Early Market Trends for 2012

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Saturday marked the first real auction weekend of 2012 and whilst overall numbers of bidders were low there were plenty of onlookers at all the auctions we attended. REIV results have set the clearance rate for the 579 auctions at 59%. There are still about 63 results unknown. I don’t think this result will set precedence for the auction season. It is far too early to make that call. The REIV reports there are 880 auctions gazetted for next week and 870 the following. By around Labour Day weekend we will have a much clearer picture on what is happening in the market place.

More surprising, however, was the fact there were only 488 private sales called in to the REIV. This is very much lower than the same weekend last year. I thought it was also notable that of the four properties we purchased over the weekend, two were purchased prior to the weekend and the other two were negotiated after passing in.

Most open for inspections for properties under $700k were very well patronised. I think there are a lot more people out looking this year. After last year’s drop in turnover, in some market segments the numbers of sales were down as much as 30%, I believe a balance is likely to occur this year. No matter what the market is like, no matter what economic or political issues are prevalent in the papers, people still have to buy and sell a certain number of houses. There will always be births, deaths, marriages, divorces, people moving for jobs, or lack of a job. These people must change their accommodation needs and this means that sales of properties will occur regardless of external forces. This year we should see those people who had put off changing residence last year, making their return to the market this year and this will increase turnover above and beyond what market trends will allow.

Anecdotally there are more people in the market place than last year. If the supply does not grow to well above last years totals, we will see prices rise. This will have nothing to do with economic outlooks, both good and bad, it will be all about supply and demand. If price goes up, more vendors will enter the market and this will cool things off a little. If supply is flooded then prices will ease, however vendors will again withdraw from the market place and we could see prices move accordingly.

This year the market will be overall flat when looking at a macro level. Melbourne statistics and even suburb statistics will not give a full picture of the market. At a micro level I believe prices will be all over the place. The volatility will be at an area level. For example, when talking about Glen Iris and the 4 distinctly differing areas within, price will come down to choice within these quadrants. A lot more so than in the past. I believe there will be a higher level of scrutiny of the properties on the market than ever before. And it will not just be looking at comparable sales; it will be looking at the volume of sales of this type in this quadrant. In other words, if I miss this one, how long will it be before I get another chance at something like this?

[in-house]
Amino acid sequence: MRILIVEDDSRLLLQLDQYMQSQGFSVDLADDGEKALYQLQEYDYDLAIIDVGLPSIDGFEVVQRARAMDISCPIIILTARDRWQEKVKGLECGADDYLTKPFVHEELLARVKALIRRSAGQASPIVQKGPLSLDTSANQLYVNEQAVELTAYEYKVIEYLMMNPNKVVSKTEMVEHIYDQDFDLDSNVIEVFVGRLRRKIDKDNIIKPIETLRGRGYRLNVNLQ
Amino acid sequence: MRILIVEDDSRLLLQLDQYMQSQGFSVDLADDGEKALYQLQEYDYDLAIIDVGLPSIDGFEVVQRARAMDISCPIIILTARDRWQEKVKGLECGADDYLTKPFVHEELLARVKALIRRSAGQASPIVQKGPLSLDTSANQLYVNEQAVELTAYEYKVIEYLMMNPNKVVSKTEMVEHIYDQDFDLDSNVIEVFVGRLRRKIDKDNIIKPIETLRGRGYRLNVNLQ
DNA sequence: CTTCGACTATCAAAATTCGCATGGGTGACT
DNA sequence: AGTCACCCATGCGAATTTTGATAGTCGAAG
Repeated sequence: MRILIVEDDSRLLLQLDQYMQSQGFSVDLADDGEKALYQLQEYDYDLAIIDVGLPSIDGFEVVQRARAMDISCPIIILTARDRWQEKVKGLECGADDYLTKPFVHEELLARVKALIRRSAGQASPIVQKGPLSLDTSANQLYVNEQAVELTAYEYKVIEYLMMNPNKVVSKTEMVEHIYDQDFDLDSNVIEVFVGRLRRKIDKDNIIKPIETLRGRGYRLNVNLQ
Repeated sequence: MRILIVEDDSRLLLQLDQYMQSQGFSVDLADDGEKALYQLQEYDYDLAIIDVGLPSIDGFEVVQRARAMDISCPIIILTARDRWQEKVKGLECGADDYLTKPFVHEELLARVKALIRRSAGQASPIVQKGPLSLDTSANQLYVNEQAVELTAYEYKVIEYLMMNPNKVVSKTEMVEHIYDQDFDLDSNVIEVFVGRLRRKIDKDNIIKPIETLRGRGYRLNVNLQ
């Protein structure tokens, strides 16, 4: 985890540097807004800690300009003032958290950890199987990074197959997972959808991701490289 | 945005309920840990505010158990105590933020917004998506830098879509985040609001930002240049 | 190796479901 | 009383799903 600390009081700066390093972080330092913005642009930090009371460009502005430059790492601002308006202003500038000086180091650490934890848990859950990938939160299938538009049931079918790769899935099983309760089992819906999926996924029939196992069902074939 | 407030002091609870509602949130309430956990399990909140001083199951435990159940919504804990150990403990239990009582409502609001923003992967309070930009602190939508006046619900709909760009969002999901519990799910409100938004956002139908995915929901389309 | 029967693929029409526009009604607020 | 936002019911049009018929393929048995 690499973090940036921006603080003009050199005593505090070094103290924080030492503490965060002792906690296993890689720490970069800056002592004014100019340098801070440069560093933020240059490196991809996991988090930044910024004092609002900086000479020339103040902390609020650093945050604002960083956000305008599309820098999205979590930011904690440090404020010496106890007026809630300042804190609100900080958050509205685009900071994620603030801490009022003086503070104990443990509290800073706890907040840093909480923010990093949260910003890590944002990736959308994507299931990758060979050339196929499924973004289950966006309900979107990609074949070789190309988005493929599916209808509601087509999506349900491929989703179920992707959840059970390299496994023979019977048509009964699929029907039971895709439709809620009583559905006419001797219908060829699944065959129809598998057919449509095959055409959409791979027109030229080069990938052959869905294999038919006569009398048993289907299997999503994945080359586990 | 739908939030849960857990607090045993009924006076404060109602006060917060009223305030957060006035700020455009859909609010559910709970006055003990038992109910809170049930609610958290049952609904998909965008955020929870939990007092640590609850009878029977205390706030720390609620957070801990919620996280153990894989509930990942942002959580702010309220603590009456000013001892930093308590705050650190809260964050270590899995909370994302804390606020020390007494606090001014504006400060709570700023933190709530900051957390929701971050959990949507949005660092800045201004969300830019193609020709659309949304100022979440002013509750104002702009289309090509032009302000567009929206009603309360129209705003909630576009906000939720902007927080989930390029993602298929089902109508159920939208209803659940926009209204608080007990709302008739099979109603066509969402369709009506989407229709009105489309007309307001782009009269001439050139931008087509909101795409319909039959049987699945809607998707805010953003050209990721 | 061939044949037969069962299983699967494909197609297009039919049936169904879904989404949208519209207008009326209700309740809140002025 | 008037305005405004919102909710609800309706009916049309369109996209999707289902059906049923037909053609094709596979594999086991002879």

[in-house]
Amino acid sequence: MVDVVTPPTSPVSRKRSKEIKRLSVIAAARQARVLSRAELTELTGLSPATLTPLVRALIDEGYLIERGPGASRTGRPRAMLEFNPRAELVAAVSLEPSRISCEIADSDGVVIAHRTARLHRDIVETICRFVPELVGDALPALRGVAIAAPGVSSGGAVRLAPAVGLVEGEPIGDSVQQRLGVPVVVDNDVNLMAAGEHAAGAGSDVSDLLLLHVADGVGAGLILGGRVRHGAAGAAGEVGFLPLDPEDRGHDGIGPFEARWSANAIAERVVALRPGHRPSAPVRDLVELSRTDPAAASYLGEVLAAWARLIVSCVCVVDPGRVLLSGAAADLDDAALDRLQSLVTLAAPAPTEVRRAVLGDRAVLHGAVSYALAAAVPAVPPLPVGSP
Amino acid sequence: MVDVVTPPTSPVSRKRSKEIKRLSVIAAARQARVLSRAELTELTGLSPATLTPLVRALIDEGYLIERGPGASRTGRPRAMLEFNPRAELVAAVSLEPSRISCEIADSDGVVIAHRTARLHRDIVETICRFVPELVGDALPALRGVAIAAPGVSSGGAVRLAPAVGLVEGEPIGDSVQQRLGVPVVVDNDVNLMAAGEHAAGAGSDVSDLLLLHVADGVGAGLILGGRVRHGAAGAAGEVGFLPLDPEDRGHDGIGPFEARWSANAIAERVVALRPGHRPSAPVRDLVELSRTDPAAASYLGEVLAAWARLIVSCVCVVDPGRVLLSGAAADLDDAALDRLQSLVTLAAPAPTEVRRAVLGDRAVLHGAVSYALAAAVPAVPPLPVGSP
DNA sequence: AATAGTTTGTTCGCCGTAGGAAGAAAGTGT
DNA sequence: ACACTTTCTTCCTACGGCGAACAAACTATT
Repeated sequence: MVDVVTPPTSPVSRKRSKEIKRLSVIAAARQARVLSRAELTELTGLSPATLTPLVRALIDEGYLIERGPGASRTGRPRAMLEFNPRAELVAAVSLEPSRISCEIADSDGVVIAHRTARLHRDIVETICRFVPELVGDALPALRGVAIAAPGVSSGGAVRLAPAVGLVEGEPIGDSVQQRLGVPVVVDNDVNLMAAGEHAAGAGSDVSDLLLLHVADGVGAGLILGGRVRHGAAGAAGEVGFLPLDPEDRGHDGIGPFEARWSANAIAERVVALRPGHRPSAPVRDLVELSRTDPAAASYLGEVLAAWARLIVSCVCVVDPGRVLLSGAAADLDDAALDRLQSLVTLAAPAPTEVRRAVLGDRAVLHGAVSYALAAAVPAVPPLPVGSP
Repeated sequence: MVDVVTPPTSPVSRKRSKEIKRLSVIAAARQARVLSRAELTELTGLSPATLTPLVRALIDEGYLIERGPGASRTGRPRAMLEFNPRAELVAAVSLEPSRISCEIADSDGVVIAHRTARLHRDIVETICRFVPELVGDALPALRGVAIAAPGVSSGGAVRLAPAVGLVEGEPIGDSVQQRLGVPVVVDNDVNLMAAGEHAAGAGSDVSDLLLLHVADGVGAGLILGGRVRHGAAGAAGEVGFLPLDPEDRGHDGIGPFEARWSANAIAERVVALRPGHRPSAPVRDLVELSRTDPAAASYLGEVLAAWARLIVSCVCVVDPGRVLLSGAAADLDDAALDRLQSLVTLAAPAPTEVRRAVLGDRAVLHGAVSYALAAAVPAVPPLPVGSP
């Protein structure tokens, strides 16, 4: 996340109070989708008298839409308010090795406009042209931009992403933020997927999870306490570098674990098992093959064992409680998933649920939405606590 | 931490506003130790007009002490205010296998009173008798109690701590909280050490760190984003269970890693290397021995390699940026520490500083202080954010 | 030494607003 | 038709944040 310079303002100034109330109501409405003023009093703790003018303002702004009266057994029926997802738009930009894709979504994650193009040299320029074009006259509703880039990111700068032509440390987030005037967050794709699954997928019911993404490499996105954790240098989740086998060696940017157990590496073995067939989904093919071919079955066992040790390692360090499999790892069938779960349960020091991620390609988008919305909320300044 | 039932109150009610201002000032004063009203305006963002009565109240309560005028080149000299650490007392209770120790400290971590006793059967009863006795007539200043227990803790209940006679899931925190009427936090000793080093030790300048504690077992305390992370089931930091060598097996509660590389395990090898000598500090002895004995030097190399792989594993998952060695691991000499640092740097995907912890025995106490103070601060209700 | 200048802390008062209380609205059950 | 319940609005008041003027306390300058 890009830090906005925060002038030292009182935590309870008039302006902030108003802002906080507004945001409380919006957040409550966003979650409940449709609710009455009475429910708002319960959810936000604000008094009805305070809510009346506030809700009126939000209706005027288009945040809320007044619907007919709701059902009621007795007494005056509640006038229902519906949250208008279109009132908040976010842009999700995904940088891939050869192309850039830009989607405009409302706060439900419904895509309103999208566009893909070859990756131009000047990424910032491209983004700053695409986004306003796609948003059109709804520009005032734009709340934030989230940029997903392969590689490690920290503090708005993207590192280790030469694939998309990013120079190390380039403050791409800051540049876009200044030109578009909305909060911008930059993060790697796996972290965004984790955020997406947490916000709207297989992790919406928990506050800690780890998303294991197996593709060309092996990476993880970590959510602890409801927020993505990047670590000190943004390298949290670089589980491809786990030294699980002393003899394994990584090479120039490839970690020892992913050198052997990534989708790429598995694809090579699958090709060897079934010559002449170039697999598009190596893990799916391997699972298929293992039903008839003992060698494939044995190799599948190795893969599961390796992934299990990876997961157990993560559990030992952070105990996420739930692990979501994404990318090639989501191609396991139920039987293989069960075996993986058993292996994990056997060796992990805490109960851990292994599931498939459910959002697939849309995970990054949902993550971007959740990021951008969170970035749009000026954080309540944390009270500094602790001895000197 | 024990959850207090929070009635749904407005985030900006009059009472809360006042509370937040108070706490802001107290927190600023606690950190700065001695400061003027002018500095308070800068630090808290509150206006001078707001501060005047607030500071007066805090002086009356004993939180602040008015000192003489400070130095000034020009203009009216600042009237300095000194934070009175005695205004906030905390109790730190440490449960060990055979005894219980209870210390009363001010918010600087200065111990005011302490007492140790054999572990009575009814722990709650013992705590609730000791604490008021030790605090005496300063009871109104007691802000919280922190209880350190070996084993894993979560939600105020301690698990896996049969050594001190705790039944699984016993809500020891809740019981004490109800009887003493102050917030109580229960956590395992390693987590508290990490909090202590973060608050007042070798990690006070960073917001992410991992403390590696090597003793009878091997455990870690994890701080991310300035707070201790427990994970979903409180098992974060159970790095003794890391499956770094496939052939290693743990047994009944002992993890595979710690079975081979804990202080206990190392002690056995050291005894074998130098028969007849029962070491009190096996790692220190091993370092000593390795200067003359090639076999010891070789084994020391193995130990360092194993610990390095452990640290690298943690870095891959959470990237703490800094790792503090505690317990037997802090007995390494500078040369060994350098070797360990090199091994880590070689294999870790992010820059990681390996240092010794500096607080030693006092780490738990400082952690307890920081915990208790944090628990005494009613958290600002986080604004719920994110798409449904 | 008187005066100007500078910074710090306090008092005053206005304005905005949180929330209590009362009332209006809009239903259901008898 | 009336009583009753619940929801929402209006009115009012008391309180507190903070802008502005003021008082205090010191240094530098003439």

Conversely, if there are multiple properties on the market at the same time that are similar, and in the same distinct area, and understanding there is a limited demand, the smart agents will be doing deals before auction. The statistical analysis we are used to seeing in the papers and online will not differentiate this. In fact the clearance rate includes all those properties that are sold before auction.

Overall there may be bargains out there this year, but more than likely if you pay a reasonable price for a good property you will do quite well over the coming years. If you are considering purchasing this year, please feel free to book an appointment. There is no cost, nor obligation at our first meeting.

Ian James
Director
JPP Buyer Advocates

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About the author

Ian has been operating his own businesses for more than 25 years. During this time the self taught lessons of building the business, dealing with staff, suppliers, clients and economic woes have been invaluable. Ian is a fully licensed Real estate Agent, a member of the REIV and registered with the Business Licensing Authority.

Buying property is not just sticking up your hand and outbidding your rival. It is an emotional, fiscal and psychological decision that needs to be planned and well executed. Ian is usually involved in over three hundred property negotiations per year; ranging from the $250,000 first unit purchase for a young couple to multiple million dollar residential developments. Ian's business background and endless numbers of negotiations make him one of the industry's leading negotiators.

Ian is married with two adult children, living in Patterson Lakes. He is a keen fisherman when weather and business allows the time.

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